Yet, the benign use of “redskin” when President James Madison welcomed a delegation of tribes to discuss military alliances was marred by the behaviors of citizens who advertised bounties for redskins and hung Indian scalps as trophies in their homes and stores. While direct physical conflict declined after 1840 (particularly in the east post-Indian removal), the use of cultural tropes surrounding Indian identity grew. Natives were alternately portrayed as violent savages who should be quarantined on reservations far away from polite (read: white) society or as majestic, honorable, peaceable people who must be saved. Both tropes were enshrined in popular fiction, in visual performances like Wild West Shows and films, in music, and in commercial advertising. Indians whooped and hollered, hunted innocents, communed with nature, and otherwise traversed the pages of public imagination.
Today, when we talk about whether Native mascots are appropriate, their history is glossed over. We’d like to think the behaviors and experiences are past, that the United States is a melting pot in which explicitly racialized exchanges have given way to appreciation of great play and extraordinary people. We like to think the country has either outgrown its dark history or we conveniently forget about that history all together.
An Oppressive Past“In 1492, Columbus sailed the ocean blue,” begins the school rhyme familiar to many. It goes on to say that Columbus encountered the Arawaks in the Bahamas, where they all enjoyed a peaceful exchange and Columbus departed. The door was now open to centuries of European exploration in the Americas. In this telling, it is a great story, but for the Americas’ indigenous peoples, European exploration, motivated by quests for land, riches, and even religious freedom, also introduced centuries of violence, oppression, and conquest to their lives. Native Americans experienced dramatic population declines, intra- and extra-tribal warfare, and exploitation at the hands of Spanish, French, and English colonists.
For all these traumatic factors, the story of Native peoples is also one of persistence and flourishing within the confines of colonialism. Empires have fallen and nations have been founded in the 500 plus years since that famous encounter. Native American societies live on.
According to the 2010 U.S. Census, 5.2 million people self-identify as Native American or Alaska Native (alone or in combination with other racial categorization). Nearly 2 million are members of 562 federally recognized tribes, and hold all of the rights of U.S. citizens, as well as those of their tribal citizenship. Indian tribes and individuals lay claim to over 56 million acres of land held in federal trust, and there are 326 tribal reservations administered by the U.S. government.
Unsettlingly, Native Americans also experience the highest rates of unemployment and poverty in the United State’s. Whether living on a reservation or in a city, their rates of alcoholism, diabetes, infant mortality, and adult mortality are dramatically higher than the rest of the U.S. population. In just the past few years, the government has moved to recognize, but not right, the wrongs perpetrated against these tribal citizens and their lasting effects. In the Defense Appropriations Act of 2010, the U.S. Senate formally acknowledged and apologized for its past treatment of Native Americans. Tellingly, though, HR3326 specifically pointed out that an apology would not be followed by any formal action. It closes: “Nothing in this section authorizes or supports any claim against the United States or serves as a settlement of any claim against the United States.” We’re sorry, it seems to say, but not that sorry.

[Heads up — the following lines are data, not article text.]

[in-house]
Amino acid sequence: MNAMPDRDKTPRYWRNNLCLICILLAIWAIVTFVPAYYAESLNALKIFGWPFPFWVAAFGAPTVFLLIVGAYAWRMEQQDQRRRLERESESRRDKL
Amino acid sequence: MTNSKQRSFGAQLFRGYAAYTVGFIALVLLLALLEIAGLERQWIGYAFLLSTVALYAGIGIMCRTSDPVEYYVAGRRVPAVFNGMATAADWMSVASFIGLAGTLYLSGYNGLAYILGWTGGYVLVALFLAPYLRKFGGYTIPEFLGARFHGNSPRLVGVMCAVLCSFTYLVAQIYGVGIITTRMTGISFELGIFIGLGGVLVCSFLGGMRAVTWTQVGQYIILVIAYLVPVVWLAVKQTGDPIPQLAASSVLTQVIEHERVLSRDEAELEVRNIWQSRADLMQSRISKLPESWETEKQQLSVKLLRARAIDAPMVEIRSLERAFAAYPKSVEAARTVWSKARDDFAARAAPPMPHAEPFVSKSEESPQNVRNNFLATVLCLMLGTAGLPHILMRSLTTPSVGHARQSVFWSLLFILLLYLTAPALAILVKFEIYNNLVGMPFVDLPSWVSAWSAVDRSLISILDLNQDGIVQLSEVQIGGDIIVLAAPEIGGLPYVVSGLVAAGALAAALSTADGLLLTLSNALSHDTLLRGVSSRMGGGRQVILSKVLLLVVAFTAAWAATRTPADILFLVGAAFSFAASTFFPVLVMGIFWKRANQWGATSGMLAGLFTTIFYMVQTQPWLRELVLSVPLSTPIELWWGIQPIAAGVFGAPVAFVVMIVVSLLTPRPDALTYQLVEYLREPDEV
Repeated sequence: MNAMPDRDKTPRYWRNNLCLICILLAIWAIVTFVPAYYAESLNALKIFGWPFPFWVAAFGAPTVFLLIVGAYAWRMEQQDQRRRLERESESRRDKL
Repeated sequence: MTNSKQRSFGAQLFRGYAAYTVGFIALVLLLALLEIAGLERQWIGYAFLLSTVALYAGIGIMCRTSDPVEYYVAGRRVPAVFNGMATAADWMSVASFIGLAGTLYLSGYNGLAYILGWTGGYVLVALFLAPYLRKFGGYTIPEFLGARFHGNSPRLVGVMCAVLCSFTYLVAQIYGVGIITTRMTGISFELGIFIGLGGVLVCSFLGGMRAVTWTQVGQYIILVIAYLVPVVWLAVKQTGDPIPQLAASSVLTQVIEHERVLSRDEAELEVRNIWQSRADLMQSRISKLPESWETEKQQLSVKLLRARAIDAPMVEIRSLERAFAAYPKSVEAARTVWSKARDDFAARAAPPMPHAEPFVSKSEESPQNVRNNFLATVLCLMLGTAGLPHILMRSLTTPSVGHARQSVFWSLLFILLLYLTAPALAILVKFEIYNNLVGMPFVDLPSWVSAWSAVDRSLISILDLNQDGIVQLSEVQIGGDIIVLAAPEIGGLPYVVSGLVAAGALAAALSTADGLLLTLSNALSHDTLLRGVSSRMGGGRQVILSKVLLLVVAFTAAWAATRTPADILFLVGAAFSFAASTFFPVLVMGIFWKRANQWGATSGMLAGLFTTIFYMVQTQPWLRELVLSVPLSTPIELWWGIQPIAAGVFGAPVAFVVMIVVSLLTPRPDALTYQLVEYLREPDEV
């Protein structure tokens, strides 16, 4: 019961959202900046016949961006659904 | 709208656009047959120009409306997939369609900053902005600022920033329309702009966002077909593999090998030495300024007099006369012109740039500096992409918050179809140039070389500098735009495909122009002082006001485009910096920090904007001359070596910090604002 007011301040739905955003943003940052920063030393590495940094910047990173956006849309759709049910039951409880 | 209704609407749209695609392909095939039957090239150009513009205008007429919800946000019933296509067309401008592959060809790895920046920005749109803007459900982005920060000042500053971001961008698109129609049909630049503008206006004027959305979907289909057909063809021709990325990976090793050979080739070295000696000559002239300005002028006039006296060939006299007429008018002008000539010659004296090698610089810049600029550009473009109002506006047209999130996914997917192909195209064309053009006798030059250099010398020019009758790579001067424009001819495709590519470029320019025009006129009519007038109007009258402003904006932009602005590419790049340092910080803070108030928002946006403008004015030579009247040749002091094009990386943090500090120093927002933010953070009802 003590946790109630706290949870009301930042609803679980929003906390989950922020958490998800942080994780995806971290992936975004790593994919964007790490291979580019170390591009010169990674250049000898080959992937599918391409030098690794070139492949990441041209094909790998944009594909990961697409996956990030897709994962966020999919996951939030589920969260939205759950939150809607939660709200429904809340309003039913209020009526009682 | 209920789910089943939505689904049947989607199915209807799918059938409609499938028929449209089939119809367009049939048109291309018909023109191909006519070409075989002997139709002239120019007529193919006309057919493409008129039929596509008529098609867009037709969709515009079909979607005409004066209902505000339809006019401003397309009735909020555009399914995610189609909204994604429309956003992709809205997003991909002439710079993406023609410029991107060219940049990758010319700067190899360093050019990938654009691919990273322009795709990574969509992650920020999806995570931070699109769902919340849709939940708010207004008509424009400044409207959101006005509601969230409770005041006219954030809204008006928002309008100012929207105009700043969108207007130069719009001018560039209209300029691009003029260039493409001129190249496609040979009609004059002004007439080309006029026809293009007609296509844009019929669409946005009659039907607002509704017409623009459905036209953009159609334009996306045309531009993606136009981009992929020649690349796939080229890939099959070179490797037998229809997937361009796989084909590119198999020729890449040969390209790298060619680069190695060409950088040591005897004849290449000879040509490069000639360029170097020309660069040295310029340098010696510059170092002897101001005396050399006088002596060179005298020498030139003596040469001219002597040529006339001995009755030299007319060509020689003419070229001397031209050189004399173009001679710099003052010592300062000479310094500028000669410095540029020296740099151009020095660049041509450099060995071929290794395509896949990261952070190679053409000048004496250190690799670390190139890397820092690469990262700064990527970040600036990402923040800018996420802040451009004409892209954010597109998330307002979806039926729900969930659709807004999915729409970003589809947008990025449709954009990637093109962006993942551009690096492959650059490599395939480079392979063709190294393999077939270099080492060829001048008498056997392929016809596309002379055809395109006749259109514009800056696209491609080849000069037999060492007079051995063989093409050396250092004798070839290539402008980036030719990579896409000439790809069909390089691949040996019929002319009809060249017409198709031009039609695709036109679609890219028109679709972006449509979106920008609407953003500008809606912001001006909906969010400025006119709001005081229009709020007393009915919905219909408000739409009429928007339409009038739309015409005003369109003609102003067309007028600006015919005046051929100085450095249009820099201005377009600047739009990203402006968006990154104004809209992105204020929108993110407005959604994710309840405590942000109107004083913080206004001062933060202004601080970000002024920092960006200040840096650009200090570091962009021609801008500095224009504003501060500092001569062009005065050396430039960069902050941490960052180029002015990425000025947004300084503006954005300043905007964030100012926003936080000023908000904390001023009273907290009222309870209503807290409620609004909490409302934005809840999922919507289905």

For many indigenous peoples, the legacies of colonialism are alive and well. Their cultures are lumped together, at once totemic and disregarded. Comprising of politically and culturally distinct groups, they are universally “Indian” in cultural memory—few others in the United States could describe the differences between the Menominee and Seminole tribes or explain whether a Mohawk is a group or a haircut. It is that history that is at play when we discuss whether Redskins and Warriors are appropriate team names, appropriate mascots. It is this legacy that makes so many cringe at a crowd of sports fans showing off the famous “Tomahawk Chop.”
The injuries of colonization, the loss of life, misappropriation, and misinterpretation, though, are not just historical facts—they have contemporary consequences. The “Tomahawk Chop” mimics the scalping of battle opponents, a cultural memory of the violence of colonization for Indians and colonists alike. Sacred iconography, in the form of clothing and headdresses, are divorced from their communities of practice, their meanings distorted and corrupted. And, so very basically, the use of “redskins” is a racial slur. While sociologists and psychologists have noted that the use of Native mascots negatively impacts senses of self-worth, particularly among young children, more broadly, states like Michigan and Wisconsin have found that the use of Native mascots constitutes a harmful educational environment by presenting limited, racialized views of Natives.